March 1, 2017
March 1, 2017
Oregon’s unemployment rate dropped to 4.3 percent in January, from 4.5 percent in December. This was the lowest unemployment rate since comparable records began in 1976. Revised figures show Oregon’s unemployment rate has been on a declining trend over the past seven years. Outside of the past 12 months, the only other time, over the past forty years, that Oregon’s rate reached below 5 percent was between November 1994 and September 1995 when the rate dropped as low as 4.7 percent. In January, the U.S. unemployment rate was 4.8 percent.
In January, nonfarm payroll employment rose by 2,600, which was less than the average of 3,500 jobs added per month over the past six months. Monthly growth was strongest in construction, which added 2,100 jobs, and retail trade, which added 1,200. Monthly losses were largest in health care and social assistance (-1,100 jobs) and government (-1,100).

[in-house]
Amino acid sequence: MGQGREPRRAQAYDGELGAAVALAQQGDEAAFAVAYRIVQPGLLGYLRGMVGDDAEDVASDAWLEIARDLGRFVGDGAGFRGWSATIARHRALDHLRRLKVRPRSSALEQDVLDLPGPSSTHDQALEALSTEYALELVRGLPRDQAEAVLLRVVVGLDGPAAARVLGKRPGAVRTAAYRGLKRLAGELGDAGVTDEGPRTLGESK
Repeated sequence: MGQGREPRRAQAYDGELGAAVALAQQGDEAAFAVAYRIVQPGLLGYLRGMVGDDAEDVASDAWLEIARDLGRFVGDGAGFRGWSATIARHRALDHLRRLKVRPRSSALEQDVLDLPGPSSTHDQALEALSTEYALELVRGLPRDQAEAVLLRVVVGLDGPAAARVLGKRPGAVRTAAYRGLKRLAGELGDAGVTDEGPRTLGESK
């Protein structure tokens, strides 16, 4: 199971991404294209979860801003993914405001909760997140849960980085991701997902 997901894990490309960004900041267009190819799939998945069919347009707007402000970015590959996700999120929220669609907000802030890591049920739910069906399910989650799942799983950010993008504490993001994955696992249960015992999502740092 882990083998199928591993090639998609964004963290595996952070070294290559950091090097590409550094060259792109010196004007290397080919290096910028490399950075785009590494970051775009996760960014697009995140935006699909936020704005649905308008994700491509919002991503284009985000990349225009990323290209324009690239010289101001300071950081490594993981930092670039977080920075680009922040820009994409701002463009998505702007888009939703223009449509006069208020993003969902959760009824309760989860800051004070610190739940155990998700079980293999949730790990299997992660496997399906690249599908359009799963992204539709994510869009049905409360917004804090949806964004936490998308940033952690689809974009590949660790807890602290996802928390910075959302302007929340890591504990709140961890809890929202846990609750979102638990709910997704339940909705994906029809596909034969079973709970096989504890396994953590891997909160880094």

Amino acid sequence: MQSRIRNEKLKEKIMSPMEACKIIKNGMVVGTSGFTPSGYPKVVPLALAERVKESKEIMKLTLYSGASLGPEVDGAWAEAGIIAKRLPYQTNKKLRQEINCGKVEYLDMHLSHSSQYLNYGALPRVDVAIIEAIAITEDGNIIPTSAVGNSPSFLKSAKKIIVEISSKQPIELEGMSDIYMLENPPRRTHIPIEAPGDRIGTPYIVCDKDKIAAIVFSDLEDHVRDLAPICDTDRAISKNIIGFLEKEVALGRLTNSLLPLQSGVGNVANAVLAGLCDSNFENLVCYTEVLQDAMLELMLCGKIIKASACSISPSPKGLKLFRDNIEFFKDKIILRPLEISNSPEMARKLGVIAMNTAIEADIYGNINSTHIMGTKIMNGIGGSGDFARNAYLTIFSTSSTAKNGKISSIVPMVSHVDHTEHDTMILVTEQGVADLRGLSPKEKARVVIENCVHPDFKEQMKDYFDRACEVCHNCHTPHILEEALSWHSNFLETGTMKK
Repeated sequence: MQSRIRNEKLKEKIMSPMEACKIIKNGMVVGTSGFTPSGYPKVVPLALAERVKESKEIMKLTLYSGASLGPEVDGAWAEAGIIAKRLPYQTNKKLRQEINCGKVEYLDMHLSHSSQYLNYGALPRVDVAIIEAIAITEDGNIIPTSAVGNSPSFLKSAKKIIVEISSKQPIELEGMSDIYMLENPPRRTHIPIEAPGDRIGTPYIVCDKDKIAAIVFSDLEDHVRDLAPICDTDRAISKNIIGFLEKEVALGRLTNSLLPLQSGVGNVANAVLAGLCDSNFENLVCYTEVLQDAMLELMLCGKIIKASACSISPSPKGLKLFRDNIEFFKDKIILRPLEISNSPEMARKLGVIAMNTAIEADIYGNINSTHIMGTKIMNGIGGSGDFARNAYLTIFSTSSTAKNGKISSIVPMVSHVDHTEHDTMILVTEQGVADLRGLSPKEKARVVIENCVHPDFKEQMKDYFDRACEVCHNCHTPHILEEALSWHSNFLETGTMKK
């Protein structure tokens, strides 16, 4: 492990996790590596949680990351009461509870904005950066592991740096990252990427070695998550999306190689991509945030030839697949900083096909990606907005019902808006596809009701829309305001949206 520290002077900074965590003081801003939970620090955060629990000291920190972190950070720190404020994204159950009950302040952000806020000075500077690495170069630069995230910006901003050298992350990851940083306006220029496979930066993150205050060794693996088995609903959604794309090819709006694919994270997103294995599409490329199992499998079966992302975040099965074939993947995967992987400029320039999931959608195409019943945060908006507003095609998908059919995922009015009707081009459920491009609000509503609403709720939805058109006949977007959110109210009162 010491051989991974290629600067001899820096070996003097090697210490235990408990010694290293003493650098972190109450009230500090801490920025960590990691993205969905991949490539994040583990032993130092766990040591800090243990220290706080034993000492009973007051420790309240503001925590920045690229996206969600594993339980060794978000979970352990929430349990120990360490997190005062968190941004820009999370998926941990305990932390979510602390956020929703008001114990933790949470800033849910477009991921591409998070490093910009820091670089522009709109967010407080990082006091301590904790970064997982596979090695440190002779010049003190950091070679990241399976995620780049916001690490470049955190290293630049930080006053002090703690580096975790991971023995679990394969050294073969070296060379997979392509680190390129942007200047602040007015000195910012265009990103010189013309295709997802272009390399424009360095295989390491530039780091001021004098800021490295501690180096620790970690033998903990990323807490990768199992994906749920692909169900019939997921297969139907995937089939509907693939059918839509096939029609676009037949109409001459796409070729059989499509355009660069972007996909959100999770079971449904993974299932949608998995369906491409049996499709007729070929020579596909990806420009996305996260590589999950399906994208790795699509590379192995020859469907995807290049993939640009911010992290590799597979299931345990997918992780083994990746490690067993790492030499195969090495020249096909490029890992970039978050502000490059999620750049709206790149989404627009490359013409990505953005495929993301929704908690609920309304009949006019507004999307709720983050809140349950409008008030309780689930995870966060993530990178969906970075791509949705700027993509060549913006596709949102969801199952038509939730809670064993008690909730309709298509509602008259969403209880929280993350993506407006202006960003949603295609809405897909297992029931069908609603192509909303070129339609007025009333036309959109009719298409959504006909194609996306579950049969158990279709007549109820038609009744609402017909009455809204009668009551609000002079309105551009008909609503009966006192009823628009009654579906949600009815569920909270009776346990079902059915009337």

Newly revised payroll employment figures show a slowdown in the overall rate of job gains in recent months, following quite rapid gains during the prior few years. Over the past 12 months, payroll employment added 43,200 jobs, or 2.4 percent. Growth was very fast in construction, which added 10,000 jobs, or 11.5 percent. In that time several major industries grew rapidly, by close to 4 percent: transportation, warehousing, and utilities (+2,600 jobs, or 4.4%); financial activities (+3,700 jobs, or 3.9%); information (+1,200 jobs, or 3.6%); and health care and social assistance (+8,000 jobs, or 3.5%). Meanwhile only two industries cut jobs in that time: manufacturing (-1,400 jobs, or -0.7%) and mining and logging (-200 jobs, or -2.6%).
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